Jim Graves is a Catholic writer and editor living in Newport Beach, California. He previously served as Managing Editor for the Diocese of Orange Bulletin, the official newspaper of the Diocese of Orange, California. His work has appeared in the National Catholic Register, Our Sunday Visitor, Cal Catholic Daily and Catholic World Report.
With heads tucked beneath hats and hoods, hundreds braved temperatures that barely made it into the double digits to participate in the Hands Around the Capitol rally in Augusta, the State of Maine’s capital city, Jan. 18. The event is held annually to call for an end to abortion and for the protection of human life from conception to natural death.
“I can endure a few moments of cold for a child who is unborn in a woman’s womb,” said Amanda Harvey Turcotte, a second-grade teacher at St. Michael School in Augusta. “God gives us the gift of life, and it’s important to support and to defend God’s creation.”
“Life is important. Everyone needs a chance to live,” added Theresa Guillemette, age 12, from Waterboro. “A lot of people think that unborn babies aren’t human, but they are, and they need a chance to live like us.”
This is the 47th year that people have rallied, marched and encircled Maine’s statehouse to pray that all will come to realize the value of all human life. The rally has been held each year since the 1973 U.S. Supreme Court Roe v. Wade decision, which struck down the nation’s anti-abortion laws.
“I think it’s important because the unborn don’t have a voice. It’s our job to speak for them and to educate people,” commented Jessica McMahon of Sanford. “I don't think people understand that we’re not anti-woman. We’re pro-woman and child when we do this."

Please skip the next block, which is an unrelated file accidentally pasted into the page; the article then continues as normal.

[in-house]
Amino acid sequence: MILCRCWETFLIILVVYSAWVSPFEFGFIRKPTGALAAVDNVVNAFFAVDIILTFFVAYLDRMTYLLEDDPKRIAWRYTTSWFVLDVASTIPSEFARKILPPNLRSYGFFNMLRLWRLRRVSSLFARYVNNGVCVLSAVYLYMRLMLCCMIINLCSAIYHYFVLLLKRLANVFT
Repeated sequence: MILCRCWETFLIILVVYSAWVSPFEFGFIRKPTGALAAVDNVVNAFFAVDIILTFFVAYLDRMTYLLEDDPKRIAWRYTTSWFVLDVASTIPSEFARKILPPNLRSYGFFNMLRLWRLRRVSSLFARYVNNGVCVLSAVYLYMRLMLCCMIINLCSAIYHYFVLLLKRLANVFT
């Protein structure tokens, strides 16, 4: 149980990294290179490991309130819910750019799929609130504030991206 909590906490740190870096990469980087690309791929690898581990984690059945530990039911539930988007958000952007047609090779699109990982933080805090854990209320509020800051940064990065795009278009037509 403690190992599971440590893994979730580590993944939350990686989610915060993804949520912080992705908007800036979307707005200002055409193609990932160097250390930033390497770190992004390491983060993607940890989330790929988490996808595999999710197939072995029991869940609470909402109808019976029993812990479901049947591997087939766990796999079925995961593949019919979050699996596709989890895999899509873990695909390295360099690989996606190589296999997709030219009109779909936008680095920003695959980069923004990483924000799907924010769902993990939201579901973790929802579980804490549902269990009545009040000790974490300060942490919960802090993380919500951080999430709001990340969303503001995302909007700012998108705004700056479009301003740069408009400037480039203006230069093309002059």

“Abortion is wrong. It’s killing a child,” opined John Harvey, treasurer of the Maine State Council of the Knights of Columbus, who traveled from Hermon to attend. “We stand for what the Church believes in, and we’re here to support the bishop and to follow our faith.”
Mass Celebrated by Bishop Deeley
The Hands Around the Capitol event, which is sponsored by Maine Right to Life, began with Mass celebrated by Diocese of Portland, Maine Bishop Robert P. Deeley. Hundreds filled St. Mary of the Assumption Church in Augusta for the Mass, which was concelebrated by Father John Skehan, pastor of St. Michael Parish, which includes the church; Father Arokiasamy Santhiyagu, a parochial vicar of the parish; and Father Patrick Finn, a parochial vicar of Corpus Christi Parish in Waterville.
“We are together in our commitment to uphold the value of life. That is our mission today,” Bishop Deeley said. “I hear time and time again that we should leave the decision concerning the life of an unborn child to a woman and her doctor. She will know what is best for her family and her life. On its face, it is a convenient argument. Its only problem, which happens to be a large one, is that it gives no acknowledgement to the life growing within the woman. The fetus is not the woman. It depends on her and her body, but it is a distinct individual. Who cares for this unborn child’s right to life?”
The bishop said he has been disheartened by the attacks on human life that happened in Maine during the past year, including measures that allow the use of taxpayer dollars for abortions and that legalized physician-assisted suicide. Still, the bishop said, as people of faith, we live in hope, because we know that God is with us.
“This is God’s work. We are called to work with the grace he gives us to bring about a change of hearts and minds in our culture. We continue our advocacy in the hope that we will find a way for all in our society to embrace an ethic that values all human life, from conception to natural death,” the bishop said.